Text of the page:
NEW YORK (CNNMoney.com) -- Despite all the talk about the U.S. economy falling on hard times this year, the economy grew at a more solid pace during the second quarter.
According to an update to the second-quarter gross domestic product report released by the government Thursday, the economy grew at a 3.3% clip, up from the 1.9% annual growth rate first reported last month. Economists surveyed by Briefing.com were expecting GDP to be revised up to 2.7% in the quarter. The GDP is the broadest measure of the nation's economic activity.
But that doesn't mean that the United States has avoided a recession, some economists say. In fact, there are growing concerns that weakness will extend through the rest of this year and even into 2009.
"My feeling is that the recession started in the fourth quarter of 2007," said David Wyss, chief economist with Standard & Poor's. "I think the worst quarter will be the first quarter of 2009, which would make it a long recession."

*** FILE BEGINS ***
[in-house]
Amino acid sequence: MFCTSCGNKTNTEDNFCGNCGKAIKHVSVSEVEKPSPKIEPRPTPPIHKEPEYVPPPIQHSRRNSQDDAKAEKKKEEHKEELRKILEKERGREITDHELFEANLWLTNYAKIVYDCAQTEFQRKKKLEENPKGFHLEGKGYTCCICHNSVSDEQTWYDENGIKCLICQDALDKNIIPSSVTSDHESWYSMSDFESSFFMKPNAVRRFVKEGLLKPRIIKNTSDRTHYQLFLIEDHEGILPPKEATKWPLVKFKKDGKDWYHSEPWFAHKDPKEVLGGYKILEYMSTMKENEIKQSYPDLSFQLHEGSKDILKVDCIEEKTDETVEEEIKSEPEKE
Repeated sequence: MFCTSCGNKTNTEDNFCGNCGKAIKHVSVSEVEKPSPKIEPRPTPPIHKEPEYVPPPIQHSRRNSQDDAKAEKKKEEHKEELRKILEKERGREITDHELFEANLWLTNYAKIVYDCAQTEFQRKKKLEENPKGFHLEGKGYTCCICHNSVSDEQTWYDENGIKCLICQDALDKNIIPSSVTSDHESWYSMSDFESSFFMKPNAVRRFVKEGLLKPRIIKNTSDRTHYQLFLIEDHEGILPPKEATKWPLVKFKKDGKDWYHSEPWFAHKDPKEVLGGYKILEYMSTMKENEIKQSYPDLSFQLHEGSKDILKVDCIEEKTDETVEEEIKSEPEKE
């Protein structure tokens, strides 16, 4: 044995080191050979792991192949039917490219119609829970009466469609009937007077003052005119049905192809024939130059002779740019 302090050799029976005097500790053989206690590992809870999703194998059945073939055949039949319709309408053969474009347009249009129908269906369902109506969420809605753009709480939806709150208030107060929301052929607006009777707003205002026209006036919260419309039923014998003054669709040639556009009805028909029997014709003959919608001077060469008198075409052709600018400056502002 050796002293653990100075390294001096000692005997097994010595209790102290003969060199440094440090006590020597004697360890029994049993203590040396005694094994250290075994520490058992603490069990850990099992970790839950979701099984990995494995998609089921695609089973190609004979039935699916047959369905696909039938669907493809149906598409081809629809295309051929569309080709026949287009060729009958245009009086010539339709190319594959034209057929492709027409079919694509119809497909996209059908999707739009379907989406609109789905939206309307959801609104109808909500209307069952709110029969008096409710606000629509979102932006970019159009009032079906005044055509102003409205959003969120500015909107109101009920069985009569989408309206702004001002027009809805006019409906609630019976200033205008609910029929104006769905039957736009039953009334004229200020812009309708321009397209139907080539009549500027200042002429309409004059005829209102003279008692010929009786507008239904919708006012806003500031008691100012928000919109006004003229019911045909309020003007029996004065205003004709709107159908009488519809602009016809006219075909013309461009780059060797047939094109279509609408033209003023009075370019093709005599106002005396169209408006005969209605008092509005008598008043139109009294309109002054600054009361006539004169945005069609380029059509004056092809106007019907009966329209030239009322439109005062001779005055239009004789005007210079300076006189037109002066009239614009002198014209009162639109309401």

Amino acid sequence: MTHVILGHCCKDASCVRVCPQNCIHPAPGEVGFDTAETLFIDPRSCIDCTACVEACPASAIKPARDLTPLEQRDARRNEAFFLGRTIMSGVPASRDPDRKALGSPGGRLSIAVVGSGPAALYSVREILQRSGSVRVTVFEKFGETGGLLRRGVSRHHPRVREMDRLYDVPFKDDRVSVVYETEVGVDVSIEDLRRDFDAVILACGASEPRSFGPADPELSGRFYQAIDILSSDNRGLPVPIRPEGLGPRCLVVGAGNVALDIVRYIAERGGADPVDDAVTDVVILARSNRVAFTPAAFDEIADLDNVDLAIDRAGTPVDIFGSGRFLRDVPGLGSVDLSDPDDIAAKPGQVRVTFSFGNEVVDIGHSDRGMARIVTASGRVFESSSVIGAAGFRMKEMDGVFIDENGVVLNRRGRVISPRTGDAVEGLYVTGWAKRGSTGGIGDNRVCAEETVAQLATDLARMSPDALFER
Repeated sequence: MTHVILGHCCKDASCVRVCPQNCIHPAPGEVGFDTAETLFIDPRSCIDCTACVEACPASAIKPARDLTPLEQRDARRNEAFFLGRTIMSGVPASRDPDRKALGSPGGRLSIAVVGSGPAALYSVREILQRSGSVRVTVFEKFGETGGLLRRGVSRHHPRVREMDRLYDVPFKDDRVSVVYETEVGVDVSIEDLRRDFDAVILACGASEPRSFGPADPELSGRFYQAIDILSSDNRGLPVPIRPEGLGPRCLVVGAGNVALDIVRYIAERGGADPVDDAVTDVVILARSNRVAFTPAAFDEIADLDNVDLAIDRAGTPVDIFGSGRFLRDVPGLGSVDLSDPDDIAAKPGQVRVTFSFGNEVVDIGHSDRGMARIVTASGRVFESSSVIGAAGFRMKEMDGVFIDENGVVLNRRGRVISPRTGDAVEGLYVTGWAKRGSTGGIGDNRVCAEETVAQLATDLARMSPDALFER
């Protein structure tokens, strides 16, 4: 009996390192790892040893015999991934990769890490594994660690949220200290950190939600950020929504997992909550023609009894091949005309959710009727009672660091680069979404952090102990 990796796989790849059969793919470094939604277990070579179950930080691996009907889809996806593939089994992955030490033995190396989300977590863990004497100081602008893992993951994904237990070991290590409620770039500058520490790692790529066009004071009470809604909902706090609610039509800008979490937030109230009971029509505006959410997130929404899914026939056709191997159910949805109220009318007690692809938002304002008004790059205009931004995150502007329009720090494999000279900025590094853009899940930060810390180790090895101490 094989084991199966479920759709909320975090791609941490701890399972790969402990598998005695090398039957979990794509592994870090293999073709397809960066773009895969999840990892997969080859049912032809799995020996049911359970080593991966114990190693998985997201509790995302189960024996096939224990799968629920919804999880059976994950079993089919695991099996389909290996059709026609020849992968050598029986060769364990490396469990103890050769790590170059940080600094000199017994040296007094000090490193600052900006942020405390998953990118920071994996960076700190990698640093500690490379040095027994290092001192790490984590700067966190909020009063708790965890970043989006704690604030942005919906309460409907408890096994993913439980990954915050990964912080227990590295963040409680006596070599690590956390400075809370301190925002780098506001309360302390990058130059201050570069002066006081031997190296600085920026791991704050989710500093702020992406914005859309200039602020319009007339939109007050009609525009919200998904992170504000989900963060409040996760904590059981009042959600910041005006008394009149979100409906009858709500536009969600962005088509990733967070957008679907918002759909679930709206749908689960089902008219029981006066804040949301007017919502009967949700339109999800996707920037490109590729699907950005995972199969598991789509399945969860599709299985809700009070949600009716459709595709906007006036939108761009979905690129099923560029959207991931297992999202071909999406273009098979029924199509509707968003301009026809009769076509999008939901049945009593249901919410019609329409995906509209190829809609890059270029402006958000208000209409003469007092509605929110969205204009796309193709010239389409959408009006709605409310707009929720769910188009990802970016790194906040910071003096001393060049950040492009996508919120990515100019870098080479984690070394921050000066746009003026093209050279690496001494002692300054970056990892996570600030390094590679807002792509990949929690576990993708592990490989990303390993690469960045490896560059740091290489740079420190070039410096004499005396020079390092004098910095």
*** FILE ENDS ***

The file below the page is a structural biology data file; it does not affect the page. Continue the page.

But many economists say temporary factors, such as the more than $90 billion in economic stimulus checks that reached taxpayers during the quarter, make the jump in the second quarter an anomaly.
Among the factors behind the likely upward revision to growth in the second quarter: more business inventories than originally estimated and improved trade figures.
The US economy has been hanging tough since the sub-prime broke out last year, partly owing to strong overseas demand for its goods. Unfortunately, high crude oil price rippled into emerging economies. High inflations threaten the original thesis of rising middle class in emerging markets as food and energy are a big chunk of their personal consumption expenditure basket. So this decoupling theory does not looking too good for now. From decoupling soon to coupling again, thanks to the excess liquidity originated from the US drove the worldwide inflation sky-high.
In the US, the initial claims stood as high as 2001 dot-com bust recessions. Without job, it will be difficult to sustain spending.